After a quarter century of leftist rule, Cuba remains a feather in the cap of the Soviet Union and a thorn in the side of the United States. Economic sanctions and anti-Castro press campaigns have actually worked in Castro’s favor by uniting his people in the struggle that they see as developed versus underdeveloped countries, not East versus West. Things have improved for the lower classes, and compared to what went on before, the silencing of dissent is small. Castro feels strong enough to allow his people to keep arms, and he has even shown a willingness to talk with the United States. After all, his orthodoxy is not Moscow’s but a distinctly Cuban variety. So is the culture. Unique in Latin America for its lack of Indian blood and for its high concentration of African strains, the Cuban population has a passion for the finer things of life--art, music, and dance.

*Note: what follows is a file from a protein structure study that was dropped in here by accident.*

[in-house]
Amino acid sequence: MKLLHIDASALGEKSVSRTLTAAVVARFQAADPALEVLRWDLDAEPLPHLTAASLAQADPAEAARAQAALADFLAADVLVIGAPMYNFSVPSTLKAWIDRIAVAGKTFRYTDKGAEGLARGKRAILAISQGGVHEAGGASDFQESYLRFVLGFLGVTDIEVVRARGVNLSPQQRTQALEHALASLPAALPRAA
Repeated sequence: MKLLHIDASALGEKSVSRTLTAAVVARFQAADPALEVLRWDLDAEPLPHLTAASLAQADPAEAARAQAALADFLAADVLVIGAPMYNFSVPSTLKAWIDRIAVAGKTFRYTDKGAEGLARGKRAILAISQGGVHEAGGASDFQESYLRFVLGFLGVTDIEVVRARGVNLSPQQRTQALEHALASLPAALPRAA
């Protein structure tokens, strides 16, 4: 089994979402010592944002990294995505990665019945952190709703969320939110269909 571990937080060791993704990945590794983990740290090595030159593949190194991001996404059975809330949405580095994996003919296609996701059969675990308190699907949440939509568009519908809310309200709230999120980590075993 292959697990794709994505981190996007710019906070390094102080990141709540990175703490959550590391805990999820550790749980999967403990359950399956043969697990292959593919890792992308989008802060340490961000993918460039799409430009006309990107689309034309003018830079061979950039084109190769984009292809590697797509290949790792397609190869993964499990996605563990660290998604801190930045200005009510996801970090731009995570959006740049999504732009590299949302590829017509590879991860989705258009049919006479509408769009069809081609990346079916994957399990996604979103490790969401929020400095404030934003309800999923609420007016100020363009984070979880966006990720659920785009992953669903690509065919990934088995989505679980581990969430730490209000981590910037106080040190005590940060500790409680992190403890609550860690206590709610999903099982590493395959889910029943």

After a fine historical introduction, the book takes us through the provinces, capturing the people at work, at play, at school, and at home in a stunning photographic essay. This book may be biased, since the Cuban National Institute for Tourism helped organize the trip, but it is a splendid introduction to Cuba from a point of view unfamiliar to many American readers.